1

It has been strongly suggested to me today that the following phrase .... 'Sunday the 24th of May' is incorrect and it should be 'Sunday the 24th May'.

Both are very understandable so it probably doesn't matter but I'd like to get people's opinion on this.

Thanks

  • Remember, remember, the fifth of November. – Tushar Raj May 11 '15 at 8:00
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It has been strongly suggested to me today that the following phrase .... 'Sunday the 24th of May' is incorrect and it should be 'Sunday the 24th May

The suggestion is wrong, when the day precedes the month the preposition 'of' is not only correct, but necessary:

'Sunday, the twenty-fourth of May' is the correct enunciation

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Both ways can potentially be equally grammatical. You just have to work with it.

To see this, break the phrase up with commas where you would naturally pause. We'll start with the version including of:

  1. Sunday, the 24th of May, is...

Doing this to the version without of renders something a little different:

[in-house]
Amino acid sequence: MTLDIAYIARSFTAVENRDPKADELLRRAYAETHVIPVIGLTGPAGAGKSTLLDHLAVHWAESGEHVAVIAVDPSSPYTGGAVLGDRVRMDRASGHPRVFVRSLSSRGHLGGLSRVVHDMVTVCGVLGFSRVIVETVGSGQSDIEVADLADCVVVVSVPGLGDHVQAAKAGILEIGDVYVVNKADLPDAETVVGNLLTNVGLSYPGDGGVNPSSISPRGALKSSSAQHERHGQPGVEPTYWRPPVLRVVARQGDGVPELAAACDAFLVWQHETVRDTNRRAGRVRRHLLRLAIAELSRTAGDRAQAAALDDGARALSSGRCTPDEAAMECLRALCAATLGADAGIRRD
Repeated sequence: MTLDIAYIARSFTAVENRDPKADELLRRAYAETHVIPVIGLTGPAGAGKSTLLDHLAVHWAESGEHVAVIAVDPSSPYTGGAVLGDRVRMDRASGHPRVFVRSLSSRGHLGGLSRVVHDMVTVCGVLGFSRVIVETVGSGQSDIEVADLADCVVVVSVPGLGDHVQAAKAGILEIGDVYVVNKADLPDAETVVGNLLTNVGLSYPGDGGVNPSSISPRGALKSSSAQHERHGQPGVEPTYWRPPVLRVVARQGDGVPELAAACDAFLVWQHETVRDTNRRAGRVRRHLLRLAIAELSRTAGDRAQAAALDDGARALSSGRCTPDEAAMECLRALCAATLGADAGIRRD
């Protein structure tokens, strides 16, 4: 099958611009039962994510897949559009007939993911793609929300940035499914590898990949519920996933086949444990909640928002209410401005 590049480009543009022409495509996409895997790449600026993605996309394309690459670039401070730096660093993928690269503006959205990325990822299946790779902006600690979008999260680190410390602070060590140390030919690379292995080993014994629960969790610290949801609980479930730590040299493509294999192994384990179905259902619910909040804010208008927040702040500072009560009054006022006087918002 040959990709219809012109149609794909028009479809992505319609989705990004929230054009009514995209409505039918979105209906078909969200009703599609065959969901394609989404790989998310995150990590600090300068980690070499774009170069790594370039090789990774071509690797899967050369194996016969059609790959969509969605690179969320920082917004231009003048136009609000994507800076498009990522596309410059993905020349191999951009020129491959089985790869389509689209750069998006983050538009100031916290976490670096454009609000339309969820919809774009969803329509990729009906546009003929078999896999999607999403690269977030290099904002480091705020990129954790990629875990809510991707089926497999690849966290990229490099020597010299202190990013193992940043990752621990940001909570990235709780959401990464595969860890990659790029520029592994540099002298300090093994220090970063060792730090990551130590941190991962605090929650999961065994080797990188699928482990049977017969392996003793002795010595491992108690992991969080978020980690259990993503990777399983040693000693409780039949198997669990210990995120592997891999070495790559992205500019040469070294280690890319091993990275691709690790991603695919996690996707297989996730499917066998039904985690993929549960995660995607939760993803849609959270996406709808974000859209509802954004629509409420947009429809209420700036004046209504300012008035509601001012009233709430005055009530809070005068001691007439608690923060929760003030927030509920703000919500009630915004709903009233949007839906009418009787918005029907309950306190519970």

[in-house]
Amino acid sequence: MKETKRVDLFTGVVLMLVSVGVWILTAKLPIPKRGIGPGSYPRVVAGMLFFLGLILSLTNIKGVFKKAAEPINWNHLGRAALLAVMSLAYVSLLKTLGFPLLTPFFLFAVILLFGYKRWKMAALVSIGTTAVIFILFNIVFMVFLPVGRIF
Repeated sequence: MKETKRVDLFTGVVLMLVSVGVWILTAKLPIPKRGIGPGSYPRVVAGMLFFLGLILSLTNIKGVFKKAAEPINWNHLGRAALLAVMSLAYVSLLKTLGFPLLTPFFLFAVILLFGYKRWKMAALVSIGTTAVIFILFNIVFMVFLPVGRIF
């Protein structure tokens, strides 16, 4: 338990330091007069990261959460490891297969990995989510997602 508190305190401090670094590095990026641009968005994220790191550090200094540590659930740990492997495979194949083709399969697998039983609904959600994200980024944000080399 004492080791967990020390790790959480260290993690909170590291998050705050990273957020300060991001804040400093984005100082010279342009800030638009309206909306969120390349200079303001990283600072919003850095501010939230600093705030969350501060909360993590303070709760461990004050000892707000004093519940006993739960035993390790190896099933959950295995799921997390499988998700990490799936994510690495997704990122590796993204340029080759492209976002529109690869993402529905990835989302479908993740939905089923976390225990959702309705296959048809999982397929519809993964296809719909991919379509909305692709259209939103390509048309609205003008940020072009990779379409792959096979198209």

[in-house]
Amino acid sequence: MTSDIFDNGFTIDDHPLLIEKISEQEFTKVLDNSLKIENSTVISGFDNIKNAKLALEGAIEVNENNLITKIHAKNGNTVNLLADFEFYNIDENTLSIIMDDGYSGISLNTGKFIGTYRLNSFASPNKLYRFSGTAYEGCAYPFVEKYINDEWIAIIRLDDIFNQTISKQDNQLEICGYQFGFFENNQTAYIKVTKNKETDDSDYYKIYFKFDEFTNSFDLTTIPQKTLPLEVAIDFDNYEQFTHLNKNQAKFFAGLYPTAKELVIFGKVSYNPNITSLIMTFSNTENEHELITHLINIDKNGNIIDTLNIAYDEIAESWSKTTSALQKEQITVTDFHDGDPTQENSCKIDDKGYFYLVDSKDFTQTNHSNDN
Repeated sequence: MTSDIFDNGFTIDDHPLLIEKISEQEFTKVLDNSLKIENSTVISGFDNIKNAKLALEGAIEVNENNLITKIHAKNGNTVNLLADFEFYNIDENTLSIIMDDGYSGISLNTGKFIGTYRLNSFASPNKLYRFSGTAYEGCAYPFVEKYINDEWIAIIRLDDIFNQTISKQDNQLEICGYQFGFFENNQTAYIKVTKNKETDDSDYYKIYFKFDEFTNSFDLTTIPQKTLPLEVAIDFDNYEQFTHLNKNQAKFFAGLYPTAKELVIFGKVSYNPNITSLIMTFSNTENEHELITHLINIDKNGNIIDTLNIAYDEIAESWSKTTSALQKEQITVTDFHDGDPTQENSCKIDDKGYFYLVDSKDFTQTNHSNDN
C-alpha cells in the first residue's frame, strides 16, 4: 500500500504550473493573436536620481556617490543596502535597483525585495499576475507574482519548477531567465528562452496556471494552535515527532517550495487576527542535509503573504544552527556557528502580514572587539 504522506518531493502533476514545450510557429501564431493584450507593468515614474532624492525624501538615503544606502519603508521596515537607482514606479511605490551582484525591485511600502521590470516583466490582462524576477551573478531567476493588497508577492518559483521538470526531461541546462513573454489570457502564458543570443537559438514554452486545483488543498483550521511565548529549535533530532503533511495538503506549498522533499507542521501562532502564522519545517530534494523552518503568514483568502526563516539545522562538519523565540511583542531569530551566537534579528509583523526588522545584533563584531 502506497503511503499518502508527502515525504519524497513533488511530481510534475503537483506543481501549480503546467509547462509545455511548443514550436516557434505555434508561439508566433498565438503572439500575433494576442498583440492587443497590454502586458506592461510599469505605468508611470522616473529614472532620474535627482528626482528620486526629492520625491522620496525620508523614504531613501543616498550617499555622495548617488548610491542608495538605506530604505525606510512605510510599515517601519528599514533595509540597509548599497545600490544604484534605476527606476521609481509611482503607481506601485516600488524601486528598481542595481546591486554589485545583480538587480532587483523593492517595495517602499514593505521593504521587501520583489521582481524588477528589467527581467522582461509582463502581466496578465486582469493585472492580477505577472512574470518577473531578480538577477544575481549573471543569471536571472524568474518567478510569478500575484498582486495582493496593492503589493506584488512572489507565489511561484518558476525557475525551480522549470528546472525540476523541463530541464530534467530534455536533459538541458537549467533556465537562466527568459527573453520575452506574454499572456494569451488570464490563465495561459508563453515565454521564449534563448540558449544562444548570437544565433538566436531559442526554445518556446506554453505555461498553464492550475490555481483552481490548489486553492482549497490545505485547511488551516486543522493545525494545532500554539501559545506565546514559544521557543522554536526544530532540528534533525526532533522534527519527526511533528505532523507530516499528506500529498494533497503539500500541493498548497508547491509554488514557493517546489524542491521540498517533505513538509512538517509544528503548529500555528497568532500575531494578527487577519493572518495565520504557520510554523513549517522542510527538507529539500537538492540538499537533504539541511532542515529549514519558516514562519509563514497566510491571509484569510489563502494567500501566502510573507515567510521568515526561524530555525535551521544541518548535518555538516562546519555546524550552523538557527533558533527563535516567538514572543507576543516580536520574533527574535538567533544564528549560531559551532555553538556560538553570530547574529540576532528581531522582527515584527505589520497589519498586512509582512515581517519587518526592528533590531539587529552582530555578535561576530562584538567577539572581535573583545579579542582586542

1. Sunday the 24th, May, is...

Now that we have these, let's look at their meanings.

Number one's appositive, the 24th of May, correctly renames the preceding subject, Sunday; Sunday is the 24th of May.

Number two's appositive also correctly renames the preceding subject, but here we have a mismatch of sorts—a day of the week is being paired with a day of the month. This is slightly less logical than number one which pairs a day of the month with a month.

Therefore including of is ideal.

  • Thanks Adam. This makes sense to me. Number two's appositive is the 24th but the without the month which could mean anything (the month only comes after the apostrophe)... Tough question I know – Richie May 11 '15 at 10:01
  • @Richie Number two's appositive is actually May. An appositive is a "break" in a sentence to provide another name for what was just said. So stopping to rename Sunday the 24th as just May is pointless and illogical compared to number one. – Adam May 11 '15 at 16:18

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